Gunther Schuller: A Life in Pursuit of Music & Beauty, Part I

Gunther Schuller is a composer, conductor, horn virtuoso, jazz historian and critic who had the nerve and the authority years ago to decree that “all musics are created equal.”  He’s walked that walk through a 70-year career between Beethoven and Bill Evans, Igor Stravinsky and Charlie Parker. And he’s talking the talk with us the same way – old, new, jazz and classical music, back and forth intimately and equally because, as he says, “well, they’re equal.”  Above a certain level where genius “changes the language of music,” it’s all democracy.  “No matter what its label, if something is perfect, well then, it’s perfect.”

Gunther Schuller got started late, at age 11, without teachers but with any uncanny gift for reading music.  He learned by studying scores, listening to records, and then feeling “the vibrations on the floor of the pit” with the Metropolitan Opera Orchestera.  He made it to the Met in the 40s as a teenager on the French horn, the same horn he played with Miles Davis’s “Birth of the Cool” nonet in the 50s.  He revived the New England Conservatory in the 60s and 70s and, inside it, revived the ragtime jazz that became the soundtrack of the Robert Redford and Paul Newman blockbuster movie, The Sting.  In his 89th year, Gunther Schuller has a dozen or more commissions for new pieces in his own a-tonal mode.  And he’s assembling a second volume of autobiography.  The first volume, A Life in Pursuit of Music and Beauty, runs 600 pages through the 1950s in the New York of his boyhood, what he remembers as, day and night, a “cultural paradise for all the world.”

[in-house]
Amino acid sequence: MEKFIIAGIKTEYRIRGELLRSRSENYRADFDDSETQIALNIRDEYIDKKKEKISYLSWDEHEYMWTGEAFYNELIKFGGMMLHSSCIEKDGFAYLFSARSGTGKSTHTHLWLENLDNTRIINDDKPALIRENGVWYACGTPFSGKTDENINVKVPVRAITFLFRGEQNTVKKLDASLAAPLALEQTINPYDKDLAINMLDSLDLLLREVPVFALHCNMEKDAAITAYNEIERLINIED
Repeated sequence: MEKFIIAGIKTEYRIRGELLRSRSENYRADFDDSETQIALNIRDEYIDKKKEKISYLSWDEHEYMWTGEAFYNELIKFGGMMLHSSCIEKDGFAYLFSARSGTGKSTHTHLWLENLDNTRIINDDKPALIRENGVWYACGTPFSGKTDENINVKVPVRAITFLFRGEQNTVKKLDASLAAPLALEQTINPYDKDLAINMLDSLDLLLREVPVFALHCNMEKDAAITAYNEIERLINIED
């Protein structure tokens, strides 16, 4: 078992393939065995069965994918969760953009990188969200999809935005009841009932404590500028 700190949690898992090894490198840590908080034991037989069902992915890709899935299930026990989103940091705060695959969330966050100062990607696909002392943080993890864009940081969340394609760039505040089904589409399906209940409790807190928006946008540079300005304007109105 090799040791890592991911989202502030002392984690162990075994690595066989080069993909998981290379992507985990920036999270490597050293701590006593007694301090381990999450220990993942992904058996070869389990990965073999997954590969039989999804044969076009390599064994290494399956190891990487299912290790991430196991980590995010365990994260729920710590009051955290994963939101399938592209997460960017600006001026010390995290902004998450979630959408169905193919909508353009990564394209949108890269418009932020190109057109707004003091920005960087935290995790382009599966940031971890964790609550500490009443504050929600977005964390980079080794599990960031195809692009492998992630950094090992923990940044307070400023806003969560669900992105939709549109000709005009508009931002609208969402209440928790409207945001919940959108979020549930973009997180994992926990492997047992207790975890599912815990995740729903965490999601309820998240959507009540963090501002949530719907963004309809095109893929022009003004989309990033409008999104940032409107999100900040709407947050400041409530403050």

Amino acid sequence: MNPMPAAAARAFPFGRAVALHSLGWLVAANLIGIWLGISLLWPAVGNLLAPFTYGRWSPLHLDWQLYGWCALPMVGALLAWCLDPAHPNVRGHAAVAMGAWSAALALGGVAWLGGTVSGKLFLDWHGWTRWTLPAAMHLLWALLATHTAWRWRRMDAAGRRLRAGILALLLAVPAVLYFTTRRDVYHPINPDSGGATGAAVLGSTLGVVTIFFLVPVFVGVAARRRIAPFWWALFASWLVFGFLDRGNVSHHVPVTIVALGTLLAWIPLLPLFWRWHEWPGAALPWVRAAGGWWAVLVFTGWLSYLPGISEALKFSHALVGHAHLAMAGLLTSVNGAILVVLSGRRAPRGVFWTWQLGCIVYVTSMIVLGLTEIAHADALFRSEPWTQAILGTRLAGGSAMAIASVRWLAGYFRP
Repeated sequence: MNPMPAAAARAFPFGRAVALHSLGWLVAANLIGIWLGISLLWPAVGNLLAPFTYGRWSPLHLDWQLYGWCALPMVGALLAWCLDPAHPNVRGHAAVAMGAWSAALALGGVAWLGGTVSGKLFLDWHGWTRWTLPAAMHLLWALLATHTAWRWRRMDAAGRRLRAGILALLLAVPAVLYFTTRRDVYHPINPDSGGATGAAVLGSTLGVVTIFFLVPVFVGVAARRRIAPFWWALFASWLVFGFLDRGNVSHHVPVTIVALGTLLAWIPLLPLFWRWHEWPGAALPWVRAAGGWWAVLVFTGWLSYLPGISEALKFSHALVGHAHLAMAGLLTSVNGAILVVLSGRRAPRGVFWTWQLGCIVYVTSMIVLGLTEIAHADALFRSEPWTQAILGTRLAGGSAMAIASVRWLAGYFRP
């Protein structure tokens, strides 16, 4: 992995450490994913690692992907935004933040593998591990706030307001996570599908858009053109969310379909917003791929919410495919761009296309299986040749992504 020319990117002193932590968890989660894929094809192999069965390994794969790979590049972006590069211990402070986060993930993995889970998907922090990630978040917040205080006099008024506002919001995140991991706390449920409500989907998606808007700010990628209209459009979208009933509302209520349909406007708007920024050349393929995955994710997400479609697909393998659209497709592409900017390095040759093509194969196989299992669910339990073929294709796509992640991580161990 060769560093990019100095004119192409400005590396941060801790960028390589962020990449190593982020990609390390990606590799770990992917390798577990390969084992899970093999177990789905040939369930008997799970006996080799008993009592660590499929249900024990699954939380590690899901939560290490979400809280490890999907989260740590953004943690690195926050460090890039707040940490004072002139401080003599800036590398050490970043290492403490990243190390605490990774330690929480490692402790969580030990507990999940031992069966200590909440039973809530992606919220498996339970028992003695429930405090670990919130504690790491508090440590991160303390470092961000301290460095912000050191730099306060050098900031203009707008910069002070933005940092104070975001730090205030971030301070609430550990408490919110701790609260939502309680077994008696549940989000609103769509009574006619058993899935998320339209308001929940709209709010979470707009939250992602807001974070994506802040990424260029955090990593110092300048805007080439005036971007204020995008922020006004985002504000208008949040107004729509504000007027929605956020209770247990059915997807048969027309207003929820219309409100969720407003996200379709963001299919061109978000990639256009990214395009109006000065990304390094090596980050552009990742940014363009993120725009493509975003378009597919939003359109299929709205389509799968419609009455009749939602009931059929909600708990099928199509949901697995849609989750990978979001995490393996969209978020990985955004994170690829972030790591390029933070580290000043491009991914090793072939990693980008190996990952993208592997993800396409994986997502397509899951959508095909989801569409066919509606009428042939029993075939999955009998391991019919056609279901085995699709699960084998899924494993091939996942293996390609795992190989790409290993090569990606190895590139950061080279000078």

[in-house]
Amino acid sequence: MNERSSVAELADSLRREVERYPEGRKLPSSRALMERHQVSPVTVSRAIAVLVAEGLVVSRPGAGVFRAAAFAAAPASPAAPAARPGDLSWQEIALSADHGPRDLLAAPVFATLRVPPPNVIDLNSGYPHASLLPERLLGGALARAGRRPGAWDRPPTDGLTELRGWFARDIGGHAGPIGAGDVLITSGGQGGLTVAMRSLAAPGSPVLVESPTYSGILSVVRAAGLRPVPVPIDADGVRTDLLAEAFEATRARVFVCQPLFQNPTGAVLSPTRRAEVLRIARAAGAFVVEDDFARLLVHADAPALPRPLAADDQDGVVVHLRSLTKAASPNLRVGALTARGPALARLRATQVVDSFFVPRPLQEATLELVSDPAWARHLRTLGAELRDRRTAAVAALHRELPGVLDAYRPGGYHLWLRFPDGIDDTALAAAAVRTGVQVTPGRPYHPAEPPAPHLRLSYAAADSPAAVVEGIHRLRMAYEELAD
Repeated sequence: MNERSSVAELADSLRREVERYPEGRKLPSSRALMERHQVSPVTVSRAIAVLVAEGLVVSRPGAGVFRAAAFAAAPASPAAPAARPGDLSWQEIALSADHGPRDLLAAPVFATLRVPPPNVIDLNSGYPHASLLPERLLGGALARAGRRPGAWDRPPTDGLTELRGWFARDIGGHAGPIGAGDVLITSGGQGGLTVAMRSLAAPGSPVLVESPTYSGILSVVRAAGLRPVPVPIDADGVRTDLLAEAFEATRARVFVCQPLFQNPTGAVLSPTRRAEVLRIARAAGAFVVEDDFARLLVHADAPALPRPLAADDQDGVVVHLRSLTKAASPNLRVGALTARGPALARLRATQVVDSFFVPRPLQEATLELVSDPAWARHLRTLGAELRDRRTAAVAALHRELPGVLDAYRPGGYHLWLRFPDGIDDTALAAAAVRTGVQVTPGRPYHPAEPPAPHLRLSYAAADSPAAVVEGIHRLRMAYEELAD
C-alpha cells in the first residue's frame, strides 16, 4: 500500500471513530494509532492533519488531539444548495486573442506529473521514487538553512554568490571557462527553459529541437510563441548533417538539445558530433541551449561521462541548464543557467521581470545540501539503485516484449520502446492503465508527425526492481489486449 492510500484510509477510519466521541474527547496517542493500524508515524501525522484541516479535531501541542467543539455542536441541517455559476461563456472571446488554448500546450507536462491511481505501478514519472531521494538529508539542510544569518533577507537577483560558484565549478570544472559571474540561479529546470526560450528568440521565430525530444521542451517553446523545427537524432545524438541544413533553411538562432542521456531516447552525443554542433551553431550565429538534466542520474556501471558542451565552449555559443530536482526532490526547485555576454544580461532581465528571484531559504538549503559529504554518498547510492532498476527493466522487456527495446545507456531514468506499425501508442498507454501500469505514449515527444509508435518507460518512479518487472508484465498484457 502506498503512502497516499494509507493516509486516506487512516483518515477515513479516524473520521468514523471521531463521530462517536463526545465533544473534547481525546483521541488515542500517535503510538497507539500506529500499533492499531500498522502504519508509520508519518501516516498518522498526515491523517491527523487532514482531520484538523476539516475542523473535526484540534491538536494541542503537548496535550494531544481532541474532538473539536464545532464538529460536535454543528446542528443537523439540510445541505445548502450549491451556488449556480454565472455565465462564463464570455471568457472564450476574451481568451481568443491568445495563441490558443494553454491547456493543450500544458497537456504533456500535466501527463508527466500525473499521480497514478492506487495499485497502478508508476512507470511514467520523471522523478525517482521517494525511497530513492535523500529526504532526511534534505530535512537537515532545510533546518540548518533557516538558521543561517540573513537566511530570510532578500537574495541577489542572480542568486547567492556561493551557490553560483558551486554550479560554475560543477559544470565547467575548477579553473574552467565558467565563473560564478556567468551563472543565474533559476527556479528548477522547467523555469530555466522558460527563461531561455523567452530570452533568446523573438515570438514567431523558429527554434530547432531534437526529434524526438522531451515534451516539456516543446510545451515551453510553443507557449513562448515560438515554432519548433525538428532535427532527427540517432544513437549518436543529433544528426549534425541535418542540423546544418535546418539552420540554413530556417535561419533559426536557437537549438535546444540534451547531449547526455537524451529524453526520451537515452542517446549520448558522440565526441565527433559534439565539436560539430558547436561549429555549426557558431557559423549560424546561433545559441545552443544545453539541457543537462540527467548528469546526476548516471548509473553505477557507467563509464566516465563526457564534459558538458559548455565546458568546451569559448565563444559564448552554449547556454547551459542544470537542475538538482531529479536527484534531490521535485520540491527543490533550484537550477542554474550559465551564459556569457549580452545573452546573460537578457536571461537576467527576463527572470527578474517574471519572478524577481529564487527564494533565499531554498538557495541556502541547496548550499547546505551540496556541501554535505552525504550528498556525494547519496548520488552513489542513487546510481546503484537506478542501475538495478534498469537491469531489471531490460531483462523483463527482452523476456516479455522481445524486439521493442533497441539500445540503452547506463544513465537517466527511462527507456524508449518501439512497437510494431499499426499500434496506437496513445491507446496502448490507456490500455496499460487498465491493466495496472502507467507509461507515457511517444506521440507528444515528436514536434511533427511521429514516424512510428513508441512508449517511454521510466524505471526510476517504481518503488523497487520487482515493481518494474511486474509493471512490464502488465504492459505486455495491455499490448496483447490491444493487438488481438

Music in this show:

Thelonius Monk – Misterioso

Count Basie & His Orchestra – Broadway

Thelonius Monk with John Coltrane

Frederick Delius – Sea Drift

Alexander Scriabin – Piano Concerto in F sharp minor Op. 20

Alban Berg – Violin Concerto

Wolfgang Amadeus Mozart – Violin Concerto No. 3 in G major, K. 216

Johnny Hodges – Funky Blues

Charlie Parker – Parker’s Mood

Duke Ellington – Rockin’ in Rhythm

Duke Ellington & His Orchestra – Things Ain’t What They Used to Be

Bille Holiday – Fine and Mellow from The Sound of Jazz

Erroll Garner – Lover

Milton Babbitt – All Set

Bill Evans – Some Other Time


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